Take the 2-minute tour ×
Stack Overflow is a question and answer site for professional and enthusiast programmers. It's 100% free, no registration required.

In my multithreaded application I have a condition that can be reduced to this example

std::atomic<bool> a, b;
// ...
if ( a.load() && b.load() )
{
   // ...
}

Obviously, directly after the condition, a and b can hold different values.

In my application it holds that, if both values are true simultaneously, they cannot change state ever again. But after a.load() returned true it might change its value even before b.load() is evaluated.

Is there an elegant solution for atomically evaluating this statement? Obviously locking every call of a.store(..) and b.store(..) would work here, but that's far from nice.

share|improve this question

1 Answer 1

up vote 5 down vote accepted

Have you considered using an atomic<int> instead, and setting bits for the bools? This would allow you to query both atomically.

share|improve this answer
    
interesting approach, I like it! Now what if I have different thread-safe structures of completely different type? –  stefan Feb 23 '13 at 15:54
    
There's no way in C++ to work with multiple atomic<>s atomically. Really there's no way in most CPUs. You're stuck with a mutex if you can't fit everything into 64 bits (or whatever your platform's maximum native atomic size is). –  Cory Nelson Feb 23 '13 at 15:57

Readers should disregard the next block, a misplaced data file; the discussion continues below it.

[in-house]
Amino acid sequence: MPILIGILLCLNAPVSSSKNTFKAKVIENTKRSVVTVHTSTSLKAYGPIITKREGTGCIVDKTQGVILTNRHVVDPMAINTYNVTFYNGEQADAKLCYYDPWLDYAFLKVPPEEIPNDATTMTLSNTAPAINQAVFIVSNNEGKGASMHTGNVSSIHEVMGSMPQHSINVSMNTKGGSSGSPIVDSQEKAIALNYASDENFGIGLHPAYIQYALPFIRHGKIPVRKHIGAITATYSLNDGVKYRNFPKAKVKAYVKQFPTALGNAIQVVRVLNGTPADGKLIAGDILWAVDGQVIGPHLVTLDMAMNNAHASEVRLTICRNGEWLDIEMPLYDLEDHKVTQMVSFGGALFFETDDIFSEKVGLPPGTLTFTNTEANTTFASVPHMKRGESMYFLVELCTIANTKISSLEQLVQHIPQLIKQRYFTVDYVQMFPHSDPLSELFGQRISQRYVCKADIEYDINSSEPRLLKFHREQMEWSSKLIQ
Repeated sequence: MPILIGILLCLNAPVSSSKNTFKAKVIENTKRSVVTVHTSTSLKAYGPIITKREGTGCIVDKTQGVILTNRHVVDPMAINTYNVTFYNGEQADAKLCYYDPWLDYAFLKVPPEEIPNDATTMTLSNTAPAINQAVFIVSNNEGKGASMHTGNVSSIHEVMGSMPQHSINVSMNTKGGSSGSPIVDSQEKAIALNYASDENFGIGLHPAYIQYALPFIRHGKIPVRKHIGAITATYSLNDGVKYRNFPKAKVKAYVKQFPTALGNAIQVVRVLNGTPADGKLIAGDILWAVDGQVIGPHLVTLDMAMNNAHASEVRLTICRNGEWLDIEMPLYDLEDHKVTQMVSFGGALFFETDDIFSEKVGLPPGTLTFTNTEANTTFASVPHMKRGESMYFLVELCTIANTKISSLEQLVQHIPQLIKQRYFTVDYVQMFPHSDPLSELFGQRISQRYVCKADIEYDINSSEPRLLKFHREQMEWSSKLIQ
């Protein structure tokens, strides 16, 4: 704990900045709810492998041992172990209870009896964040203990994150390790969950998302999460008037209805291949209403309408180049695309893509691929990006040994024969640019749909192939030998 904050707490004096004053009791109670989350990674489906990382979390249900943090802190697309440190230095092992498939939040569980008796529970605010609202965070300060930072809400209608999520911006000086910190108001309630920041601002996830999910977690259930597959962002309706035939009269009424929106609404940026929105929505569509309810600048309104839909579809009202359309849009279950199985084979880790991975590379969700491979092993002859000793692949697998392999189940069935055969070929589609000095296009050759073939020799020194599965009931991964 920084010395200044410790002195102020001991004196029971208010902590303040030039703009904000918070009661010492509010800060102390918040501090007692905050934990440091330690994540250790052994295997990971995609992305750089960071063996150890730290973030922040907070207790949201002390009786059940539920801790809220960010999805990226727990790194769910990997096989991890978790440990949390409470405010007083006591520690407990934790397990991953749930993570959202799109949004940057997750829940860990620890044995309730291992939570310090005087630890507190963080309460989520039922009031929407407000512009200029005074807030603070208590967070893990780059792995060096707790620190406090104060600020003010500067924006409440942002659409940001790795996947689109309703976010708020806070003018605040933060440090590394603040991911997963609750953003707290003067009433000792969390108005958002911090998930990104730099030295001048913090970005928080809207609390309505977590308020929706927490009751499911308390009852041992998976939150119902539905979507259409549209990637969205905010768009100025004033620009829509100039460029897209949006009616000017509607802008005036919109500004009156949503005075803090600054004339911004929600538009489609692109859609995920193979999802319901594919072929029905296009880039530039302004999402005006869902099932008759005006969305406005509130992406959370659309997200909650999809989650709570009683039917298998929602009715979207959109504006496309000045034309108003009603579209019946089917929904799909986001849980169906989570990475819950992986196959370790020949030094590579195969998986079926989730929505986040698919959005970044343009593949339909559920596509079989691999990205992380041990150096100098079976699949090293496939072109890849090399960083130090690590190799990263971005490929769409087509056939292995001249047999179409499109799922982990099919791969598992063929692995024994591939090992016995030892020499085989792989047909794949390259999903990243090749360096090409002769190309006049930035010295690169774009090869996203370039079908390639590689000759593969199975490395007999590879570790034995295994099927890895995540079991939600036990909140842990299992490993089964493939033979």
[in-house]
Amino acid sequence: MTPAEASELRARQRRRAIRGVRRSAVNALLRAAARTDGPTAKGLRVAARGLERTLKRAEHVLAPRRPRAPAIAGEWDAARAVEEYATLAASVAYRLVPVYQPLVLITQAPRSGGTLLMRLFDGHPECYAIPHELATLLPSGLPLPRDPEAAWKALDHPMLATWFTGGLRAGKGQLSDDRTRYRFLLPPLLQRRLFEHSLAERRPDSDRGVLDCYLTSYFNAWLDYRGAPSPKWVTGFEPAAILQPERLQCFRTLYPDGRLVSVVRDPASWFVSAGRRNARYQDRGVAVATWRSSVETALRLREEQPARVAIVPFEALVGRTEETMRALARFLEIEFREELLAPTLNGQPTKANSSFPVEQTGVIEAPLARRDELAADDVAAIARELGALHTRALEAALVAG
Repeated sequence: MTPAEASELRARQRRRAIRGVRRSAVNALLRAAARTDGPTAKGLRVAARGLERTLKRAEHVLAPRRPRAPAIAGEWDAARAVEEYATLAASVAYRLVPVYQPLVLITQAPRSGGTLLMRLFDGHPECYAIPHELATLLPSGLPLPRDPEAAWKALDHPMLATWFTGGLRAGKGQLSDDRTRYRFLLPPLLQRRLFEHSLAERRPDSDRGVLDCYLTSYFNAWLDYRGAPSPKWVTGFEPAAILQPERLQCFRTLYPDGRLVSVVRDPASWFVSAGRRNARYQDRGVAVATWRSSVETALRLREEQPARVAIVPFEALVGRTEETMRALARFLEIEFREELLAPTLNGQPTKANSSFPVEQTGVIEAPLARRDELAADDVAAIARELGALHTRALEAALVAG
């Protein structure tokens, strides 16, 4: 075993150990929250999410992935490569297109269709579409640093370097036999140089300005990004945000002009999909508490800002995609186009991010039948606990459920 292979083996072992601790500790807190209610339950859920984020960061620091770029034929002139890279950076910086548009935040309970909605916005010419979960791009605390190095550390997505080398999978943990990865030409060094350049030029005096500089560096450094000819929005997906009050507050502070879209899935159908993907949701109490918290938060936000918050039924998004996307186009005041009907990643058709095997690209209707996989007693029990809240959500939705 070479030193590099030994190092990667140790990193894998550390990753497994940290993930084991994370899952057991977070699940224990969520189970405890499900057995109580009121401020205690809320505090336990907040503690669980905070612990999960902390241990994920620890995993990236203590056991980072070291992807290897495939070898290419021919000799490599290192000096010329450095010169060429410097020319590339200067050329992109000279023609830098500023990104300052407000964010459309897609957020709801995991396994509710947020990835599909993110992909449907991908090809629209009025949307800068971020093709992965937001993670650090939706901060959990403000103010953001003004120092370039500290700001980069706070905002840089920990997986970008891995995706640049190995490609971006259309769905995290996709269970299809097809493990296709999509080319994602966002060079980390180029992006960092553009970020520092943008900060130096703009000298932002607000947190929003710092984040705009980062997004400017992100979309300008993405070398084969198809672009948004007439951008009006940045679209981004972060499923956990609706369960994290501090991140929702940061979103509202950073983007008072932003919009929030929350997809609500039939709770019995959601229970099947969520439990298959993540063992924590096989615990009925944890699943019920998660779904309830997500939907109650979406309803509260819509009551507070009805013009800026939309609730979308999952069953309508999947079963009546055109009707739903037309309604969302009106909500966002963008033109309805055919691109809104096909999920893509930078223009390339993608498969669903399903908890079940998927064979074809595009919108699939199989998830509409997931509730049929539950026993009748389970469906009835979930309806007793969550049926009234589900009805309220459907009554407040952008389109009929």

1  
@stefan: What do your mean by "completeley different type? I think you are trying to generalize your question to the scenario where you need to atomically evaluate if (cond1() && cond2()) { ... }, with the condition that once cond1() and cond2() will both return true once, neither of them will ever return false again. But there's no other way of doing this atomically than locking both evaluations into a critical section –  Andy Prowl Feb 23 '13 at 15:59
    
@AndyProwl I think I can rewrite my app to only use std::atomic<int>, but my original design involved different thread-safe calls to some custom classes. –  stefan Feb 23 '13 at 16:02
1  
@stefan: the generic solution is to bundle all conditions into a single structure. –  Matthieu M. Feb 23 '13 at 16:17

Your Answer

 
discard

By posting your answer, you agree to the privacy policy and terms of service.

Not the answer you're looking for? Browse other questions tagged or ask your own question.